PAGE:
How to Fix Your Husband (or Yourself, at Least)

woman fixing a leaky sinkIf I had a dollar for every time someone has come to me and asked me to fix their partner (or mother, or child, or boss), I would be a wealthy woman. I’d be richer still if I could actually provide this service! Alas, I can no more fix your husband than I can my own (and by the way, I’ve tried; it didn’t work).

So what do you do when your husband needs fixing, but you’re the one in therapy? Work on yourself, that’s what! And by all means, get him to couples counseling if you can. But even if he won’t go (yet), what are your choices? Many people see this as a black-and-white situation: either he changes or I go. But sometimes if you change, he may change, too. Or at least be willing to consider trying …

Here are a few things to try that may bring some fresh energy and perspective to the situation.

  • Stop and listen to him. Even if he complains about the same coworker day after day and you can predict the next thing out of his mouth, give him your full, undivided attention for a few minutes. If now isn’t a good time, agree on a time in the very near future when you can lend him your ear. If you model good listening skills, you may observe that he is appreciative and reciprocates at a later date. At the very least, you are building your “cred” so that when he is not listening to you, you can refer back to the other night when you fully attended to him, and ask him how he felt when truly heard. Then you can ask for the same consideration and reasonably expect him to at least try.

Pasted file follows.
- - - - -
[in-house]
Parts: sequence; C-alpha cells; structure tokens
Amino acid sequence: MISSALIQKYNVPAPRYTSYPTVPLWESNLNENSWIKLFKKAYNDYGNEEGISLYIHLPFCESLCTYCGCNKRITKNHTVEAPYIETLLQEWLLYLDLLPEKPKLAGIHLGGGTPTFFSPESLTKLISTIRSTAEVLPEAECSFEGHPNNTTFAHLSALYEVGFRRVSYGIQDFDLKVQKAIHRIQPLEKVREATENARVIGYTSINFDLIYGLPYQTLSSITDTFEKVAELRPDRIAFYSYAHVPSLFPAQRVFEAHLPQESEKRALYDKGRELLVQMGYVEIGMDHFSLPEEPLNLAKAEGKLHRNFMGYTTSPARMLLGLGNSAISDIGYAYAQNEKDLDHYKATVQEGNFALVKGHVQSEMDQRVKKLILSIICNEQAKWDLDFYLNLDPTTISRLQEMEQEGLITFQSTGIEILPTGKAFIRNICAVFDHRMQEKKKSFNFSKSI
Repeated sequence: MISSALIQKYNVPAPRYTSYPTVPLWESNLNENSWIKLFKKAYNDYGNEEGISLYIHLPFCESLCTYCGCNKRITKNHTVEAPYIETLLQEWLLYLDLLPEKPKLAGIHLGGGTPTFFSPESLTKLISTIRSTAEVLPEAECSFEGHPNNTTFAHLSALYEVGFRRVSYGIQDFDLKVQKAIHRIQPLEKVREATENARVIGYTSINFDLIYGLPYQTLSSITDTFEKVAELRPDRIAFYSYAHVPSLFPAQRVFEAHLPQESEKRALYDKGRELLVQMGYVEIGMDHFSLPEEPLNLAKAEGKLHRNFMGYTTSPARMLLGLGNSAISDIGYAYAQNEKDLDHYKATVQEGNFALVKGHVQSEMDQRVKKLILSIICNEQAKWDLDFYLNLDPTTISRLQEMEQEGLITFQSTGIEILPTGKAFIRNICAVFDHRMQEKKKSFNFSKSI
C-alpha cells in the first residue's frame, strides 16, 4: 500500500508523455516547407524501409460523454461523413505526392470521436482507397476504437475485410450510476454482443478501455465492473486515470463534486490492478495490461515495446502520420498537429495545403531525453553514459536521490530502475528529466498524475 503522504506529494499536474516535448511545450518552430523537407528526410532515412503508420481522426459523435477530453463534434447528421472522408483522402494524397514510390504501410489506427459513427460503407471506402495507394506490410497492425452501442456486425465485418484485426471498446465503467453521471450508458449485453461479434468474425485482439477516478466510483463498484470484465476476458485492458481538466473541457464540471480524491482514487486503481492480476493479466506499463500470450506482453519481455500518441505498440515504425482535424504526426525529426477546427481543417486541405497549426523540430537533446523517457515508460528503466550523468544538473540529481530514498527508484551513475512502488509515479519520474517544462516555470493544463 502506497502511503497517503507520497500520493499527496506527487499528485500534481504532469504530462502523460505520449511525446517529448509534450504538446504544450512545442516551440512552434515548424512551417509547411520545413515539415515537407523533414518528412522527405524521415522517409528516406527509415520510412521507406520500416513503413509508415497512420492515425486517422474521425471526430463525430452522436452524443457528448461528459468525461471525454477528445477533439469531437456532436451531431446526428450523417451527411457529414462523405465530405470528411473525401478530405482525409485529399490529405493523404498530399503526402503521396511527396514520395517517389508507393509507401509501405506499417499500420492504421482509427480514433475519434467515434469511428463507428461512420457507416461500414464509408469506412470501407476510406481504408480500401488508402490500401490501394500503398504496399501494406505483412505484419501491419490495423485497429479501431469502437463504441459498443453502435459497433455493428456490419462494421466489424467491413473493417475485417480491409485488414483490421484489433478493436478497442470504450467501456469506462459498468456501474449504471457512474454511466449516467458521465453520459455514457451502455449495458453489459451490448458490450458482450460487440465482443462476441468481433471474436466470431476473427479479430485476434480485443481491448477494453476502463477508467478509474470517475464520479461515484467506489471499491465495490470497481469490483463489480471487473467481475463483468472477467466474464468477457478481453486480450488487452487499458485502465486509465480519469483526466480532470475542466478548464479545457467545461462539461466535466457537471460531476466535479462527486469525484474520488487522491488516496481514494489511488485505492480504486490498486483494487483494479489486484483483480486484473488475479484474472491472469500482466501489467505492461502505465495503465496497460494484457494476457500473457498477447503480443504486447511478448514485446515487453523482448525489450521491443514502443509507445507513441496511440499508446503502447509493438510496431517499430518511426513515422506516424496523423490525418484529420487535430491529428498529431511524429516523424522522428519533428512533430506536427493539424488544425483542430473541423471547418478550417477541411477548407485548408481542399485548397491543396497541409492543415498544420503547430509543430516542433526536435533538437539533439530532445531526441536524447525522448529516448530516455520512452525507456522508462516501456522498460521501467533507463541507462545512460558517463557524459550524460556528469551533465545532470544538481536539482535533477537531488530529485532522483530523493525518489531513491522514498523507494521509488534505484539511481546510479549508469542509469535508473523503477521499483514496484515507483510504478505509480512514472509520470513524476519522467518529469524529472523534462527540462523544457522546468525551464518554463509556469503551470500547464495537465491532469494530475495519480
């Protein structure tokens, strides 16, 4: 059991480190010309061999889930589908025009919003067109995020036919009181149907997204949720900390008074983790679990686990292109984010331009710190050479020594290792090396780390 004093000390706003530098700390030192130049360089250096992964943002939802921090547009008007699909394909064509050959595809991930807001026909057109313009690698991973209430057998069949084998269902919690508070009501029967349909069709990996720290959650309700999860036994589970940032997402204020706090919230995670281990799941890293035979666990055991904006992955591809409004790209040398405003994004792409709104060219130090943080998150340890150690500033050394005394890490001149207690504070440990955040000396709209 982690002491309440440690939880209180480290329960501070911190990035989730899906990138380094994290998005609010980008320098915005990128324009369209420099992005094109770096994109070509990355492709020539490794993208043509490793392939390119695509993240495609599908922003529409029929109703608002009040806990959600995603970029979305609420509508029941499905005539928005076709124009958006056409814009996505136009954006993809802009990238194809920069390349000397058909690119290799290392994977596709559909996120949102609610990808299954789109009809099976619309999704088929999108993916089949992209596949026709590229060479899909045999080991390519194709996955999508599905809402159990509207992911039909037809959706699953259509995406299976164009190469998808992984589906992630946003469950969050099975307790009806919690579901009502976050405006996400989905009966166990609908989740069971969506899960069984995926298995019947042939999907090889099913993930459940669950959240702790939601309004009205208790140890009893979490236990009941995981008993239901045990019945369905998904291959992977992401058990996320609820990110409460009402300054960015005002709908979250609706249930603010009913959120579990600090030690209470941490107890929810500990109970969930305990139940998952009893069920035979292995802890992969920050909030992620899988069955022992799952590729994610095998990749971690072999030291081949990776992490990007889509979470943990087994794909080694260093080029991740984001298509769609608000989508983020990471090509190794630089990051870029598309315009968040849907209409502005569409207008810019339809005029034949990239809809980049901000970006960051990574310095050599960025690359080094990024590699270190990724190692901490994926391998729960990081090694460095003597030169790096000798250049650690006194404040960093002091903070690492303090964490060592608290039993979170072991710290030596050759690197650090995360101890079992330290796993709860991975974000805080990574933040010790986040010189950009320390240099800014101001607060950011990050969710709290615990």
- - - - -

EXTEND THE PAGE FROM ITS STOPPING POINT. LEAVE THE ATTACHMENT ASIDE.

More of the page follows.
• Make regular time to connect without distractions. For most couples, it’s not realistic to have an hour a day to sit down and talk. But even if it’s 10 minutes and you really talk (not just plan your schedules), you will be less likely to drift apart throughout the week. Sit next to each other and look at each other, touching in some way, if possible. This “posture” will allow each of you to give and get the other person’s full attention, and makes it harder to get angry and defensive. If there are things that need “improving,” let him know how his behavior makes you feel instead of pointing fingers. Some of you may be saying that this is yet another example of you having to take the lead to bring the attention to problems in your relationship. That may be true, but someone needs to initiate the change or it won’t happen. So be willing to start the ball rolling.
  • Let go of your assumptions of what his behavior means. Perhaps it does indeed mean he doesn’t care about you when he doesn’t listen, or that he’s being passive aggressive by peeing on the toilet seat. But isn’t it also possible that he is doing these things mindlessly or out of habit? Or that he is preoccupied with his fear of losing his job? Maybe you shouldn’t take it so personally this time.